- Prime minister Narendra Modi's government has developed a coronavirus app.
- The Internet Freedom Foundation argues that the app lacks necessary privacy protection systems.
- The organization claims that users' personal data could be at risk.
More than 50 million people have downloaded India’s coronavirus contact tracing app in its first 13 days since its launch. Amitabh Kant, chief executive officer at a government think tank Niti Aayog, hailed this as a record, compared to major apps and technologies.
“Telephone took 75 years to reach 50 milion users, radio 38 yrs,television 13 yrs,Internet 4 yrs, Facebook 19 months, Pokemon Go 19 days. AarogyaSetu, India’s app to fight COVID-19 has reached 50 mn users in just 13 days-fastest ever globally for an App Salute the spirit of India!” he tweeted.
Telephone took 75 years to reach 50 milion users, radio 38 yrs,television 13 yrs,Internet 4 yrs, Facebook 19 months, Pokemon Go 19 days. #AarogyaSetu,India’s app to fight COVID-19 has reached 50 mn users in just 13 days-fastest ever globally for an App
Salute the spirit of India! pic.twitter.com/xKqt3Tmj4f
— Amitabh Kant (@amitabhk87) April 14, 2020
But the tracking application Aarogya Setu—which roughly translates as “bridge to healthcare” from Hindu—has caused concern. In a research paper, experts from the Internet Freedom Foundation (IFF), the country’s non-governmental organization advocating digital rights and liberties, said the effort could pose a massive risk to users’ personal privacy.
“Aarogya Setu application appears to clearly be inconsistent with privacy-first efforts which are being considered by technologists and governments,” said Sidharth Deb, policy and parliamentary counsel at Internet Freedom Foundation.
The experts highlighted the vagueness of Aarogya Setu’s privacy agreement. While many similar apps clearly state that data they receive will be used strictly to help fight the coronavirus, India’s app reportedly leaves it open for the government to repurpose the data for its other agencies.
“To protect people’s right to privacy, countries (including Singapore) say that contact tracing will be used strictly for disease control and cannot be used to enforce lockdowns or quarantines. Aarogya Setu retains the flexibility to do just that, or to ensure [compliance with] legal orders and so on,” the IFF’s paper explained.
The code is not open source
Aarogya Setu’s code is not open source, which means that even white hat hackers will have a hard time detecting potential security loopholes in the app, making it even more susceptible to malicious actors.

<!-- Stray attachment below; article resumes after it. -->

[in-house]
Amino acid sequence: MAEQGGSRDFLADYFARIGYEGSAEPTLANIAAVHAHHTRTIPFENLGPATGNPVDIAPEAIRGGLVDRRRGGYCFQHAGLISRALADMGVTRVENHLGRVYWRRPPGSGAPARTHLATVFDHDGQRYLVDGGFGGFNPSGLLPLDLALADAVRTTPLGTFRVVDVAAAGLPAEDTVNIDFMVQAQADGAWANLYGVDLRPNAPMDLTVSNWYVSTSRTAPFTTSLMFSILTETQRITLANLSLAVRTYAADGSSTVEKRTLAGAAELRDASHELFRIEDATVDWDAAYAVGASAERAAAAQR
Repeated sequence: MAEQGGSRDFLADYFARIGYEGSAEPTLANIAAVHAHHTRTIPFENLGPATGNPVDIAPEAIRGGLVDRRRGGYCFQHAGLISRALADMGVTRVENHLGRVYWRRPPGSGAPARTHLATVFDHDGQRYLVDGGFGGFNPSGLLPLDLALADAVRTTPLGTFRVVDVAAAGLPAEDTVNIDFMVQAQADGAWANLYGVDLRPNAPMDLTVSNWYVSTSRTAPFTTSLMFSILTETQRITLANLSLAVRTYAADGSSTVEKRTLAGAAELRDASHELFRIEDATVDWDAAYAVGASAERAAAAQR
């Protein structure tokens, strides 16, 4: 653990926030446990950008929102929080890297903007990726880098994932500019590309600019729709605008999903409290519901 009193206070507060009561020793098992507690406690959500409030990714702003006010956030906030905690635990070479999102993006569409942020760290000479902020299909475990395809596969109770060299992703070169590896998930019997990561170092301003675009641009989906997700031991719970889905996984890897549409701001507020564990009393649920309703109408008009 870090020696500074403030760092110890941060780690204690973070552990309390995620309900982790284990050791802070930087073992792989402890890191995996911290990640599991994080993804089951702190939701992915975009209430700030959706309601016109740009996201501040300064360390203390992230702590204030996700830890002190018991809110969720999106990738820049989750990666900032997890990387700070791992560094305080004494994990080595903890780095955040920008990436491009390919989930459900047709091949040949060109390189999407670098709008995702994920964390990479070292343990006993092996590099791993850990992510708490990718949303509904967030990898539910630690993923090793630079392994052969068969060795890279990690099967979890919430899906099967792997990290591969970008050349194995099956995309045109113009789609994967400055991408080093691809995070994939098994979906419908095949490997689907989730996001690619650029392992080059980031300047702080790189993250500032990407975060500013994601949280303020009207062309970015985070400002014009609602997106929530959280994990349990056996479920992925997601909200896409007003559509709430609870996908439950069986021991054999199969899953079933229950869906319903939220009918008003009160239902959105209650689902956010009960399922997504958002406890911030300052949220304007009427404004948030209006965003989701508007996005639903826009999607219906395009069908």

Data leaks could be sensitive, especially since Aarogya Setu requires users to enter and verify their mobile phone number, as well as relatively detailed personal information such as name, age, gender, profession, travel history and any known contacts with a coronavirus patient. The app also asks its users to grant it access to both Bluetooth and location services—similar to Apple and Google’s recently announced initiative.
After registration is complete, the app opens a dashboard with basic information about the coronavirus, including hygiene and social distancing protocols.
Aarogya Setu also contains detailed instructions on how users can donate funds to PM-Cares, prime minister Narendra Modi’s coronavirus-specific relief fund.
While the app is supposed to help its users identify contacts with people tested positive for the coronavirus, it’s not specified in its terms and condition exactly what information will be shared when a smartphone will come in contact with an “infected” device.
Aarogya Setu is more invasive than most of its peers
“Other apps just collect one data point which is subsequently replaced with a scrubbed device identifier. India’s Aarogya Setu collects multiple data points for personal and sensitive personal information which increases privacy risks,” the IFF wrote.
The Foundation also highlighted that the committee that designed the app “lacks any representation from the ministry of health and family welfare, or any independent involvement of persons with a medical or epidemiological background.”
“This is a first step towards permanent government architectures,” it added.